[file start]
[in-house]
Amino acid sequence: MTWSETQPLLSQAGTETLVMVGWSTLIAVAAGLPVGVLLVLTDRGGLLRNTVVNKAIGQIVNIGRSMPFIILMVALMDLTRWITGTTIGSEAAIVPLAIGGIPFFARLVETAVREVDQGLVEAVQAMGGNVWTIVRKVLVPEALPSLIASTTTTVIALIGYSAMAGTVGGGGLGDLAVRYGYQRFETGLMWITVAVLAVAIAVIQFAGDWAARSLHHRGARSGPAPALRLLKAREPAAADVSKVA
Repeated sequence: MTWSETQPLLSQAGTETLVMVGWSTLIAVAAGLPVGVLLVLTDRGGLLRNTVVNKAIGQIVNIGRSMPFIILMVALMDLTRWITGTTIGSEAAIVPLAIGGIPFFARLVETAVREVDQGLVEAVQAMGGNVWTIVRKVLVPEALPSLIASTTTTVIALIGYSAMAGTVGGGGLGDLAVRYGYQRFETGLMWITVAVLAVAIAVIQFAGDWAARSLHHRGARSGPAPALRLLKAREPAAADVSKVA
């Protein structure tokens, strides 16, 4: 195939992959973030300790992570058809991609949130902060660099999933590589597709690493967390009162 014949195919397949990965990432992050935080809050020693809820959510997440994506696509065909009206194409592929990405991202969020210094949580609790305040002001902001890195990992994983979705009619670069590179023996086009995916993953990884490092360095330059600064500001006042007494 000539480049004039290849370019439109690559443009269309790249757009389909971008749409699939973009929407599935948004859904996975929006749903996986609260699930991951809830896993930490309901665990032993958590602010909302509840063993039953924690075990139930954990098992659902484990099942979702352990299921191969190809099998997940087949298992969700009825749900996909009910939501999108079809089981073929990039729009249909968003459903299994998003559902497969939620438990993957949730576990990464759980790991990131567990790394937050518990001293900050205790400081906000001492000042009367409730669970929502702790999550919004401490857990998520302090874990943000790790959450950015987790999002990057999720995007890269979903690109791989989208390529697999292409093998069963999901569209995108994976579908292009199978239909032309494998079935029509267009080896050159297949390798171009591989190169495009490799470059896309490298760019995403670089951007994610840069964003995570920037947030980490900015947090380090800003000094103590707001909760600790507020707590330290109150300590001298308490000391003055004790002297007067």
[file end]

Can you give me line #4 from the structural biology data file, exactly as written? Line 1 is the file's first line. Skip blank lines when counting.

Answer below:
């Protein structure tokens, strides 16, 4: 195939992959973030300790992570058809991609949130902060660099999933590589597709690493967390009162 014949195919397949990965990432992050935080809050020693809820959510997440994506696509065909009206194409592929990405991202969020210094949580609790305040002001902001890195990992994983979705009619670069590179023996086009995916993953990884490092360095330059600064500001006042007494 000539480049004039290849370019439109690559443009269309790249757009389909971008749409699939973009929407599935948004859904996975929006749903996986609260699930991951809830896993930490309901665990032993958590602010909302509840063993039953924690075990139930954990098992659902484990099942979702352990299921191969190809099998997940087949298992969700009825749900996909009910939501999108079809089981073929990039729009249909968003459903299994998003559902497969939620438990993957949730576990990464759980790991990131567990790394937050518990001293900050205790400081906000001492000042009367409730669970929502702790999550919004401490857990998520302090874990943000790790959450950015987790999002990057999720995007890269979903690109791989989208390529697999292409093998069963999901569209995108994976579908292009199978239909032309494998079935029509267009080896050159297949390798171009591989190169495009490799470059896309490298760019995403670089951007994610840069964003995570920037947030980490900015947090380090800003000094103590707001909760600790507020707590330290109150300590001298308490000391003055004790002297007067």